It once seemed practically impossible that hundreds of families separated during the prior administration could be reunited once again. In the midst of cruel, anti-immigrant rhetoric, a “Zero Tolerance” policy at the border and, above all, a White House overrun by xenophobia for four long years, the hope that immigrant fathers and mothers would see their kids once again was almost at zero.
Bryan Chávez’ reunification with his mother, Sandra Ortiz, this very week in San Ysidro, California, after more than three years apart —since 2017— when he was just 15 years old, opens the possibility that the more than 1,000 migrant children who still have not been able to see their parents will be able to embrace them once again, soon. That comes as a result of the work of the special task force created this past February by the current government for this very purpose, and especially thanks to the clamor of a majority of U.S. Americans and the pressure of pro-immigrant organizations who fought side by side for a long time to achieve this.
Indeed, more than 5,500 families were separated during the Donald Trump presidency as part of its deterrence strategy so that, for fear of an imminent separation, migrants would stop trying to arrive at the southern border with the goal of entering U.S. territory.
Obviously this was one of the most infamous and cruel immigration policies that comes to mind in the recent history of the United States, initiated not to enhance border security, but to inflict severe physical and above all, psychological damage on migrants, especially children.
We are yet to know the full extent of the consequences familial separation will have in the short, medium, and long term for migrant children, who were suddenly unable to continue alongside their parents at the time they most needed them in their lives.
That is, while it is really positive that they have already found a way to make family reunification a reality, little by little, it cannot be forgotten that this familial separation, for common sense, humanity, and ethical principles, never should have occurred. Not in this United States that considers itself multicultural and multi-ethnic, a defender of human rights and other historic battles since the civil rights era of the previous century.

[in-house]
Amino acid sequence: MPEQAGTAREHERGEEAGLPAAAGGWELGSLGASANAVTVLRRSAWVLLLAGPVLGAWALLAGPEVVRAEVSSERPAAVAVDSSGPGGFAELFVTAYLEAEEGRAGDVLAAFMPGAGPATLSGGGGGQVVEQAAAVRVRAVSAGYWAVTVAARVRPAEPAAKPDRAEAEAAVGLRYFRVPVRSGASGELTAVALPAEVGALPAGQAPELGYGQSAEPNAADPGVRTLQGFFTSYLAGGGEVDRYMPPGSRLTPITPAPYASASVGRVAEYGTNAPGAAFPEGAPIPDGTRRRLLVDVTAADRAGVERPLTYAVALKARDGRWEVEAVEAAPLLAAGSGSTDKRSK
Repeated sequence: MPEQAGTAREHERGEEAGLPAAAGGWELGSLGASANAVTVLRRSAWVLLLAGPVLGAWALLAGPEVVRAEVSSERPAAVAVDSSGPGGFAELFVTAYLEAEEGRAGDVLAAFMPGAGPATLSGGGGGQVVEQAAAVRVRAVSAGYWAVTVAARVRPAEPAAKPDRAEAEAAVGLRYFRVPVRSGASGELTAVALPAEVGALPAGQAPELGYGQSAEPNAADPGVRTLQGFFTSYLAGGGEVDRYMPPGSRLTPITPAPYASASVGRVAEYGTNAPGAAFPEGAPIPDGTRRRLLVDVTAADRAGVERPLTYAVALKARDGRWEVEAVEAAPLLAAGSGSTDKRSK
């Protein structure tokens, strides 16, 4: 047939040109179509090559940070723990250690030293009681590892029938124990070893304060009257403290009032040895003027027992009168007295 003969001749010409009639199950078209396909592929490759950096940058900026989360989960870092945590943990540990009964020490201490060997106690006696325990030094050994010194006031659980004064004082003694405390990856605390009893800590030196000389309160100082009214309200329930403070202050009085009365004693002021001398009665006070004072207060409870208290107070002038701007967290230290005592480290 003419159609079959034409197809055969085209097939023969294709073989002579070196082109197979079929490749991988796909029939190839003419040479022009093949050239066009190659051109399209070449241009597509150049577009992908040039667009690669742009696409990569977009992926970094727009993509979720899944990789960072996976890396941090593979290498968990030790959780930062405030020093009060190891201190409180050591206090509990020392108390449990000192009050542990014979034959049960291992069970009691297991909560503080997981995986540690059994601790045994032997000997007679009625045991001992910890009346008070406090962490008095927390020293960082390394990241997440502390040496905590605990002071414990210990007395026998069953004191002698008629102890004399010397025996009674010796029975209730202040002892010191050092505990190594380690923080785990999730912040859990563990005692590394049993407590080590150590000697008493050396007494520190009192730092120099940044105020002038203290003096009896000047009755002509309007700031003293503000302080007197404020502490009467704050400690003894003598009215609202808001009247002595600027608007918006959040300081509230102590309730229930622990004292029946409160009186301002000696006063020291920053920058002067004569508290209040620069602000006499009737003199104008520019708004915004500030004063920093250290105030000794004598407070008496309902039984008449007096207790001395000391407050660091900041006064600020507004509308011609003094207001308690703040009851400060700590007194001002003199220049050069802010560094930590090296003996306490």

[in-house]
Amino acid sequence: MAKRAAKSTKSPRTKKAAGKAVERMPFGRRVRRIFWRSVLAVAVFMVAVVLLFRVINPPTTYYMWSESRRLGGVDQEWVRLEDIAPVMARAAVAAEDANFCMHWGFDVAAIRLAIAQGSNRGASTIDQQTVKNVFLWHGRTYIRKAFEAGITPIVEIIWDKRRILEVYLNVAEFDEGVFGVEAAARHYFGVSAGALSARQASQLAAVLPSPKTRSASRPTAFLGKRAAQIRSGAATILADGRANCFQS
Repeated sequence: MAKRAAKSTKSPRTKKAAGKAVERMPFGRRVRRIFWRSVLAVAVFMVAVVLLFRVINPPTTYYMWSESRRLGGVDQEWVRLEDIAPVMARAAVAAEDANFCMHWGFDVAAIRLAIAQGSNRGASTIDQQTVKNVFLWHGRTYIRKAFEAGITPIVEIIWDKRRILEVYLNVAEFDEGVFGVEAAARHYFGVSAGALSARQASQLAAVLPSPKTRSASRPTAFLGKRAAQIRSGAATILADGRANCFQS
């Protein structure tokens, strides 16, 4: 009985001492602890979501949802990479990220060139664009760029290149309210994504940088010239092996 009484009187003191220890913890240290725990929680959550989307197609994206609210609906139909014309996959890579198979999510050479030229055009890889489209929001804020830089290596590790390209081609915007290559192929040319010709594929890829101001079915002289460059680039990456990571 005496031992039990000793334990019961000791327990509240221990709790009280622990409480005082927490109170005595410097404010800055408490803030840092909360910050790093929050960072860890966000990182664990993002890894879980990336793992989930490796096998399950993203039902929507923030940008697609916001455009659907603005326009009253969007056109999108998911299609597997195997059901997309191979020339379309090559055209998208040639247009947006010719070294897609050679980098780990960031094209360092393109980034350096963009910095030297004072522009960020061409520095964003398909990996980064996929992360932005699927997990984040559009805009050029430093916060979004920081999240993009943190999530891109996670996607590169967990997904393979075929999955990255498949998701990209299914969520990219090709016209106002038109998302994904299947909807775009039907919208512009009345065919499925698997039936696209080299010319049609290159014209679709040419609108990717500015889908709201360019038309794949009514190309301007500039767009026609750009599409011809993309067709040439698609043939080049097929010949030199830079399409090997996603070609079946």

To be humanitarian, of course, is nothing that could be asked nor expected of Donald Trump, much less his main advisor on the matter, the xenophobe Stephen Miller. It’s not in their nature.
For now, Bryan and his mother are together, after the odyssey that forced them to leave their birthplace of Michoacán, Mexico to avoid being recruited by local gangs, or meet the same fate as his father who, according to The Washington Post and the group Al Otro Lado, was disappeared in 2010. His body was found days later with gunshot wounds. Other people close to his family met the same end. Therefore, they had to flee to save their lives.
Without knowing it, however, their destiny in the U.S. would be marked by another type of cruelty —the family separation from which they will still have to recover as the years pass. Bryan knows better than anyone: now with impeccable English and working for a refugee assistance organization, Immigrant Defenders, he is himself on a path he never imagined. And now he knows first-hand how to advocate for refugees.
Cases like that of Bryan and his mother will begin to multiply at some point in time. There is no doubt about that. But their story will not be complete if a very important and also overwhelming fact is overlooked: given that the human rights of these migrant families were violated by the very same White House —which Donald Trump presided over and Stephen Miller controlled in the area of immigration policy— accountability is something that must be high on the list, even when such people are no longer in power.
The crime against humanity that remains latent in each and every one of the family separation cases is a cruelty that will surely echo in the historic retelling of this moment that seemed eternal.
To read the Spanish version of this article click here.